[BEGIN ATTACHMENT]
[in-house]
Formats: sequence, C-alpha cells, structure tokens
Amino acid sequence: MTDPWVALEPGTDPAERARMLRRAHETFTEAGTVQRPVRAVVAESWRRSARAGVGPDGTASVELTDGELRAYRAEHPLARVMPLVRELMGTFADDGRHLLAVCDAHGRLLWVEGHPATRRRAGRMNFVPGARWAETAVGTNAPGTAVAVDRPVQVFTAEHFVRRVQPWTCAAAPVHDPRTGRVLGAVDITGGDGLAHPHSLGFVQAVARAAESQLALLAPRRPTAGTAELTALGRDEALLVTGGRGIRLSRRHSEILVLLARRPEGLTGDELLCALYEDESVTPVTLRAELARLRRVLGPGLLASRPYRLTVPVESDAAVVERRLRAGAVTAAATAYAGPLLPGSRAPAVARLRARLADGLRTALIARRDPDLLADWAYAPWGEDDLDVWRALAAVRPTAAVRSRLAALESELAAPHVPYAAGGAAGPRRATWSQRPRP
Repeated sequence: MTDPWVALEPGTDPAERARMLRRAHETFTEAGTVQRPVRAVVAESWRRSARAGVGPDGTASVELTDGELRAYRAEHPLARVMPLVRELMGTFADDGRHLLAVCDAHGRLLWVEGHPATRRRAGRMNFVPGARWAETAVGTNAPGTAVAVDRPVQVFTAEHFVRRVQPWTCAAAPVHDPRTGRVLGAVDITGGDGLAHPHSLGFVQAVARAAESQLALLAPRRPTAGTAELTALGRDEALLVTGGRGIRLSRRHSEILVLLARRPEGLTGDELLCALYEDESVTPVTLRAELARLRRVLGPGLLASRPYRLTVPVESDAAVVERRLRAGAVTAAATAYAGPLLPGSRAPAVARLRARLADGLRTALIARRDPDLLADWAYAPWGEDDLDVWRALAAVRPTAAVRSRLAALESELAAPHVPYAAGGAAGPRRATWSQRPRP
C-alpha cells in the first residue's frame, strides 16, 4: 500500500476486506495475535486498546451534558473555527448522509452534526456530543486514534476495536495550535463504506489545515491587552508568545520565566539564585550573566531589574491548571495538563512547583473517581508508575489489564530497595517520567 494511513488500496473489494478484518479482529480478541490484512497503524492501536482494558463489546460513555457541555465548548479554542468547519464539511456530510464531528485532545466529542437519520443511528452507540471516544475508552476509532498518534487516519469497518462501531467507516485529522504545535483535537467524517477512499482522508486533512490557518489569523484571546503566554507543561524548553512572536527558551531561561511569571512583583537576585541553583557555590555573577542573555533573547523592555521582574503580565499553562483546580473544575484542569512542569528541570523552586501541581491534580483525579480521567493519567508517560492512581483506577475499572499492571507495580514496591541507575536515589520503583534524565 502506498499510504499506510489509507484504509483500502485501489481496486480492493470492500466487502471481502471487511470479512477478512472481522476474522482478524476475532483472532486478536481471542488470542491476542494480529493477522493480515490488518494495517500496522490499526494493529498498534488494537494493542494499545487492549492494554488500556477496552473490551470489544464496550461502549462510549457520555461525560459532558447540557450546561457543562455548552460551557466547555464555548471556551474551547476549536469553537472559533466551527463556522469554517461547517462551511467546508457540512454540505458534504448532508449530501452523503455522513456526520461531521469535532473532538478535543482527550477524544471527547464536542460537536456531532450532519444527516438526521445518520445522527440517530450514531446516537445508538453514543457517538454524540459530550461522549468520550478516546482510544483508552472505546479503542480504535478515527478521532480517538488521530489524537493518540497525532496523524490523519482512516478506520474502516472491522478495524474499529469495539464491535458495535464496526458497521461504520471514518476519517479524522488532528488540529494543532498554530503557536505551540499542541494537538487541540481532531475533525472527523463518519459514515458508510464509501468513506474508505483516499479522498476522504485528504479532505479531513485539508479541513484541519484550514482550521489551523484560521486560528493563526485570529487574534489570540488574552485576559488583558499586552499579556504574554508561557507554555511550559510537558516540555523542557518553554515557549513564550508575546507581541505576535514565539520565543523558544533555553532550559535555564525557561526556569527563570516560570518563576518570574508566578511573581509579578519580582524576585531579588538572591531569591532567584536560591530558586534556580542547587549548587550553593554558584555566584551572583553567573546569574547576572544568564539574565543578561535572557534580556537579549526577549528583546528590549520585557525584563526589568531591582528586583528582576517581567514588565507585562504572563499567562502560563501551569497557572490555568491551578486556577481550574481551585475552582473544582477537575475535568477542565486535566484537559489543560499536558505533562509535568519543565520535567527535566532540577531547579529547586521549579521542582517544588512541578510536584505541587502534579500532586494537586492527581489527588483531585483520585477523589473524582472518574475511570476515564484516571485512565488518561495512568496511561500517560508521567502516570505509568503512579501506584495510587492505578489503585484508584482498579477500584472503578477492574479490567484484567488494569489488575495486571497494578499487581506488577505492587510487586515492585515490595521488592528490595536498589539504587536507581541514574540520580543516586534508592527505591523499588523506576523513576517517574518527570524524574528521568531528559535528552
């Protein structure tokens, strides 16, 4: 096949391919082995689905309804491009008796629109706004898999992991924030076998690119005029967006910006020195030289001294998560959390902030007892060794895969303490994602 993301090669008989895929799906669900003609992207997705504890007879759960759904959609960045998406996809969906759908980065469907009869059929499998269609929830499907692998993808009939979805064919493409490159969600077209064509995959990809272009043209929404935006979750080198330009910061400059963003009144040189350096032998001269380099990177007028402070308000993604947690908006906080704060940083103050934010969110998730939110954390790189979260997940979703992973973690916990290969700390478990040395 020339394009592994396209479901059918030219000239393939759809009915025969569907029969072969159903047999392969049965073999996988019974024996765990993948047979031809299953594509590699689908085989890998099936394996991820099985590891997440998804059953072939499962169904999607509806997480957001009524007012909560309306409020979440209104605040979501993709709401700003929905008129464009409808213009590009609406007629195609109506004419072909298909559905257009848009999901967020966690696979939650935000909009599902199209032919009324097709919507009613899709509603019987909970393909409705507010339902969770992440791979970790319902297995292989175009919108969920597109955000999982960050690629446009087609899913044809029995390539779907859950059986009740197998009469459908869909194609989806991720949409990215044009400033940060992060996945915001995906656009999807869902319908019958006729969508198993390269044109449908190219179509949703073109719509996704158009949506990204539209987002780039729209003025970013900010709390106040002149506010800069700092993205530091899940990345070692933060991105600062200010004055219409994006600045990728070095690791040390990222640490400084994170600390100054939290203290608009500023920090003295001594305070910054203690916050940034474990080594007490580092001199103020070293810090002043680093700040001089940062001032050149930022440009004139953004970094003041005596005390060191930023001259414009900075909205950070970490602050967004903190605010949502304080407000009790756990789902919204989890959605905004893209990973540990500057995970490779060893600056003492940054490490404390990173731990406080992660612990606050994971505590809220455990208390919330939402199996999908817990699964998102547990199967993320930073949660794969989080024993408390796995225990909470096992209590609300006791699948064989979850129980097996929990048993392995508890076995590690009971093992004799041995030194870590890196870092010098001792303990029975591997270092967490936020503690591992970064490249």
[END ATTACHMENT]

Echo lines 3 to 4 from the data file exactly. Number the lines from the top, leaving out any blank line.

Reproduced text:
Amino acid sequence: MTDPWVALEPGTDPAERARMLRRAHETFTEAGTVQRPVRAVVAESWRRSARAGVGPDGTASVELTDGELRAYRAEHPLARVMPLVRELMGTFADDGRHLLAVCDAHGRLLWVEGHPATRRRAGRMNFVPGARWAETAVGTNAPGTAVAVDRPVQVFTAEHFVRRVQPWTCAAAPVHDPRTGRVLGAVDITGGDGLAHPHSLGFVQAVARAAESQLALLAPRRPTAGTAELTALGRDEALLVTGGRGIRLSRRHSEILVLLARRPEGLTGDELLCALYEDESVTPVTLRAELARLRRVLGPGLLASRPYRLTVPVESDAAVVERRLRAGAVTAAATAYAGPLLPGSRAPAVARLRARLADGLRTALIARRDPDLLADWAYAPWGEDDLDVWRALAAVRPTAAVRSRLAALESELAAPHVPYAAGGAAGPRRATWSQRPRP
Repeated sequence: MTDPWVALEPGTDPAERARMLRRAHETFTEAGTVQRPVRAVVAESWRRSARAGVGPDGTASVELTDGELRAYRAEHPLARVMPLVRELMGTFADDGRHLLAVCDAHGRLLWVEGHPATRRRAGRMNFVPGARWAETAVGTNAPGTAVAVDRPVQVFTAEHFVRRVQPWTCAAAPVHDPRTGRVLGAVDITGGDGLAHPHSLGFVQAVARAAESQLALLAPRRPTAGTAELTALGRDEALLVTGGRGIRLSRRHSEILVLLARRPEGLTGDELLCALYEDESVTPVTLRAELARLRRVLGPGLLASRPYRLTVPVESDAAVVERRLRAGAVTAAATAYAGPLLPGSRAPAVARLRARLADGLRTALIARRDPDLLADWAYAPWGEDDLDVWRALAAVRPTAAVRSRLAALESELAAPHVPYAAGGAAGPRRATWSQRPRP